DON'T DIE AN OLD MAID.
Written and sung by Sam Devere.
When a young girl arrives at the age of sixteen,
Sweet sixteen, so gushing and gay.
She's happy when spinning in the bright mazy waltz.
And flirts in a mischievous way.
Skips round like a kitten and hangs her front hair,
Borrows all her big sister's best clothes;
If a young man should call at her house, she'll say:
"Ma! who is he? "then turn up her nose.
Oh, girly. dear girly. just take my advice,
And see that your plans are well laid;
Be careful and never refuse a man twice,
But snatch him, don't die an old maid.
But after she reaches about twenty-five,
She begins to get calm and serene;
She's beginning to think of the sweet bye-and-bye,
She's not, quite so frisky and green.
She's had quite a bath in the pleasures of life.
Cut all her eye-teeth and got wise;
And when a young gentleman calls at her house,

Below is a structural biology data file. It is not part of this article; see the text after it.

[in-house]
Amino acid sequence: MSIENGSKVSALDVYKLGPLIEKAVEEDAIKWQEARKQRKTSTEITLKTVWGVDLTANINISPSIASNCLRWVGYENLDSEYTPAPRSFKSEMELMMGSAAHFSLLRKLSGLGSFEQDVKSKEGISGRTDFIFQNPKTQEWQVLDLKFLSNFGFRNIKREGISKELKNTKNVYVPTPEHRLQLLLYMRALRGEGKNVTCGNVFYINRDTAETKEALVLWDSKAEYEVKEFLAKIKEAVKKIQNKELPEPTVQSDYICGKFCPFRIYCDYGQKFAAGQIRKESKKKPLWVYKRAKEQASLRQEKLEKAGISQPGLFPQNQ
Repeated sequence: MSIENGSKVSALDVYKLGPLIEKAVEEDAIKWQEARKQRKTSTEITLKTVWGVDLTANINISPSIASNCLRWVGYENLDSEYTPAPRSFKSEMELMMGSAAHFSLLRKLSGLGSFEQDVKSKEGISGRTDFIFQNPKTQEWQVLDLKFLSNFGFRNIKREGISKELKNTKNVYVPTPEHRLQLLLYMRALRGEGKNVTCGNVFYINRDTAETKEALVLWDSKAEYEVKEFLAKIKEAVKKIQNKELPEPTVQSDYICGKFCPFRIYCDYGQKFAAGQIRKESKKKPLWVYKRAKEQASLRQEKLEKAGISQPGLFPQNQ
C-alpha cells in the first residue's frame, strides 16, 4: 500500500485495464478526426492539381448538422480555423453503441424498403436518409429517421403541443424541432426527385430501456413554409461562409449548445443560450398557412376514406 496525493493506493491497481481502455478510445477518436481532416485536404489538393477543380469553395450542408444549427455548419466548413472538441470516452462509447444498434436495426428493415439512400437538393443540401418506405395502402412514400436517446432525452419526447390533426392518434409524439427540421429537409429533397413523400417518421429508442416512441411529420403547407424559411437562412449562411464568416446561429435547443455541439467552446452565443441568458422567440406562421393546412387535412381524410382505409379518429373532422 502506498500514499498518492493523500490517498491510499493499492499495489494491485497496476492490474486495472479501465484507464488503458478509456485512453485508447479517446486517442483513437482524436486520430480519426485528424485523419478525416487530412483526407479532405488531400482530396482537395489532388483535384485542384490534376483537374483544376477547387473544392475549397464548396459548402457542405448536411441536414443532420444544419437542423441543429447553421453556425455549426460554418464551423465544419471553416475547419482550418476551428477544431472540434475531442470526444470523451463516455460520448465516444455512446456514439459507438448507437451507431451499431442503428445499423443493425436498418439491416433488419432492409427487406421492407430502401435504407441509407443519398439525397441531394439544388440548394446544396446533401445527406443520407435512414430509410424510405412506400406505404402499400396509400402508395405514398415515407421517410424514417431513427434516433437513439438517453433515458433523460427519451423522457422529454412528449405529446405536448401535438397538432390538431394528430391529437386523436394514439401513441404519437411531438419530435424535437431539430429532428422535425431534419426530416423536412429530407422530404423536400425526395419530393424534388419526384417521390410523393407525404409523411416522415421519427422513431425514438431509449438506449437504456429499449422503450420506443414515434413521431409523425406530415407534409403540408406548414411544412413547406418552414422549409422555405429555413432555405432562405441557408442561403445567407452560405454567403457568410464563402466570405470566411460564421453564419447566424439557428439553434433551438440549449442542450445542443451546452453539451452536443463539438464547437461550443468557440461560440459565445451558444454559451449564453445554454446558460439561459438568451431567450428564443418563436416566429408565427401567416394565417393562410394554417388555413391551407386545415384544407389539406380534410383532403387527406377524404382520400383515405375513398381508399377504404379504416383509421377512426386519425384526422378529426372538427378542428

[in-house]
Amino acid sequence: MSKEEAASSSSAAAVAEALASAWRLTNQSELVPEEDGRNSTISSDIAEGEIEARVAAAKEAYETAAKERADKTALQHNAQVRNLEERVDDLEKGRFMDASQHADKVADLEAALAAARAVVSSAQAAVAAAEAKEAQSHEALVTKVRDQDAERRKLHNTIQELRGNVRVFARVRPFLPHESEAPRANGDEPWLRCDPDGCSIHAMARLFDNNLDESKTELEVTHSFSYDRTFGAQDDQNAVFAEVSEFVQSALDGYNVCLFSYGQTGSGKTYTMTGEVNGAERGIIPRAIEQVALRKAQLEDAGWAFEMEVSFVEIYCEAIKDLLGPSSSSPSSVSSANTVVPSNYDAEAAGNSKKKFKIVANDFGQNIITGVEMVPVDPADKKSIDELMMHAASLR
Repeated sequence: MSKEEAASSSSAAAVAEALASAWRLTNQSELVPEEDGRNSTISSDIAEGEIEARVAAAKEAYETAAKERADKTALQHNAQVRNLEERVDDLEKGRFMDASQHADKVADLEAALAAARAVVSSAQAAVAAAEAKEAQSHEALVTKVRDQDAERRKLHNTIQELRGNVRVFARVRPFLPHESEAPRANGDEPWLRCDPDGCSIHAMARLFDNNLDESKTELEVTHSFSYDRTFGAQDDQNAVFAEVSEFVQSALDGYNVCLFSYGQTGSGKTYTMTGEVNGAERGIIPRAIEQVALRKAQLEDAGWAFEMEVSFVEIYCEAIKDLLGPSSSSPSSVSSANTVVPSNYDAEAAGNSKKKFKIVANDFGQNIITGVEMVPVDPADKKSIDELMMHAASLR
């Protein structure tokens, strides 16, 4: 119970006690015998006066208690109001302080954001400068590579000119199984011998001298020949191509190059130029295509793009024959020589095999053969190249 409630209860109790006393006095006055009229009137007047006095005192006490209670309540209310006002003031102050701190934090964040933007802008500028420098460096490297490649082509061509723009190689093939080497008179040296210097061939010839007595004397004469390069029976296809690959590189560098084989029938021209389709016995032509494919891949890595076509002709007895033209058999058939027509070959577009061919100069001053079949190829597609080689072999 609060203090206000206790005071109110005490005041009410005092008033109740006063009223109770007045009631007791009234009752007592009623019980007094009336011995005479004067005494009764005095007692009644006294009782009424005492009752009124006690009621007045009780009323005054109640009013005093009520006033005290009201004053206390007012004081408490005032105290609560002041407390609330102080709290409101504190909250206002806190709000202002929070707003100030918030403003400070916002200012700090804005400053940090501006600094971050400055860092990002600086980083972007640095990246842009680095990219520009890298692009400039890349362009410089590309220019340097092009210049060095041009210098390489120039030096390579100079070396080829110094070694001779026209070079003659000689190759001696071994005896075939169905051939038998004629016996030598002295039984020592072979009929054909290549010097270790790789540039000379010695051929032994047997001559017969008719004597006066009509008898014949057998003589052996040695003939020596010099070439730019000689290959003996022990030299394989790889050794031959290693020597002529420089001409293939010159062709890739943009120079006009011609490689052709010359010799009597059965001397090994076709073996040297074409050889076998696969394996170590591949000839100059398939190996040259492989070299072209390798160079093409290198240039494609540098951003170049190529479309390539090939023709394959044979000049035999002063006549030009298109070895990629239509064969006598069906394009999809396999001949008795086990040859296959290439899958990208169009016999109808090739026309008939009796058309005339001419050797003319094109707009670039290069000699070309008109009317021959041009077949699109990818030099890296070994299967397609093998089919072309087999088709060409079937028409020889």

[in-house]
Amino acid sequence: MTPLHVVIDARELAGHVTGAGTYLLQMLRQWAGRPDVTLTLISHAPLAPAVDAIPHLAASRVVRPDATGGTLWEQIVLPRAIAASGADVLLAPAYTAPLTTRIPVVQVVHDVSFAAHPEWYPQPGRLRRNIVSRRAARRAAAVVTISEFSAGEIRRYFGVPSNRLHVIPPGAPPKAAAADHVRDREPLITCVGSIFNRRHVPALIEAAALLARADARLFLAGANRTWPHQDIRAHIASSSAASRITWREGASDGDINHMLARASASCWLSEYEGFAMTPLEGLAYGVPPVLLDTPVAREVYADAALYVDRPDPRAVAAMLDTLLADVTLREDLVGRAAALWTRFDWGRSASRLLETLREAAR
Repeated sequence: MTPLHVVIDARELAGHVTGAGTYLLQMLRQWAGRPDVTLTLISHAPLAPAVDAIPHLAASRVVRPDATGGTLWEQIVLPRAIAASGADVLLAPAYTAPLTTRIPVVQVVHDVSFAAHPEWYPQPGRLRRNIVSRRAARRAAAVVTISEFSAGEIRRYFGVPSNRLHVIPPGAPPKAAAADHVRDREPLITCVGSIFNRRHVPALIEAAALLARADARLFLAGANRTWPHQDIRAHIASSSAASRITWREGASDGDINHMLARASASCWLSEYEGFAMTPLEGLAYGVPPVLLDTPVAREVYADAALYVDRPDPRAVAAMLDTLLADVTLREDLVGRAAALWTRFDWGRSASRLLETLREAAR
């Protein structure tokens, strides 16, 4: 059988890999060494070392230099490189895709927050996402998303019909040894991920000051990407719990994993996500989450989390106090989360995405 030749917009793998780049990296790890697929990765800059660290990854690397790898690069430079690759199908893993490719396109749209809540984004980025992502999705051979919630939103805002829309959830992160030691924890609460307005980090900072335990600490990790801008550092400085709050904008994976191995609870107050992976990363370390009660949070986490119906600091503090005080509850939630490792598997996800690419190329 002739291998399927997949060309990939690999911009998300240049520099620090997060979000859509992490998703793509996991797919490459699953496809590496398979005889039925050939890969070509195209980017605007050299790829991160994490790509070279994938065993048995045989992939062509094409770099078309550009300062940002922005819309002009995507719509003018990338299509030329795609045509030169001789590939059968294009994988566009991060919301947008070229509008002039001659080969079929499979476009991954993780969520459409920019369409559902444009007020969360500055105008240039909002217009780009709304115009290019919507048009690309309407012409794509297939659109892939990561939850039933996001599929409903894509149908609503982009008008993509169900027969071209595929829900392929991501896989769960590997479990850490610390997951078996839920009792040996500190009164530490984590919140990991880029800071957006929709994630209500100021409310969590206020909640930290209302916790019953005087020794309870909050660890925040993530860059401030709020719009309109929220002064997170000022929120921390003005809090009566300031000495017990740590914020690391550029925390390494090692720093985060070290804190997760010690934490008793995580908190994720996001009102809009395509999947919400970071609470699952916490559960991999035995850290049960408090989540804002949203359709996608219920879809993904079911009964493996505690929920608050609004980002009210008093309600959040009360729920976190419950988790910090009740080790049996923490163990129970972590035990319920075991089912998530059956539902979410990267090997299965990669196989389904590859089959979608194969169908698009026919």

"Oh, ma, dear, what is he? " she cries.-Chorus.
But after she reaches about thirty-five,
She's nervous and so much afraid:
She's beginning to think of her terrible fate,
She'll soon be a crusty old maid.
It's then she gets desperate, excited and rash,
She'll nail any rooster she can;
And now when a gentleman calls she will screech:
"Where is he? I'm dying for a man! " -Chorus.
Little Old Red Shawl My Mother Wore
Written by Frank Livington, for John Walsh.
It's a relic, do you see, it was in our family.
My mother used to wear it in the Fall;
And the morning that she died, called me to her bedside"
And said: "My son, now keep this old red shawl."
It is aged, and it's tore, yet I fondly adore
This dear old shawl my mother wore;
And through life it shall be, yes, a bright gem to me,
This little old red shawl my mother wore.
I prize it far above every other thing I love.
For it keeps my mother ever in my mind:
And as long as life shall last, to this relic I'll hold fast,
This memento that my mother left behind.-Chorus.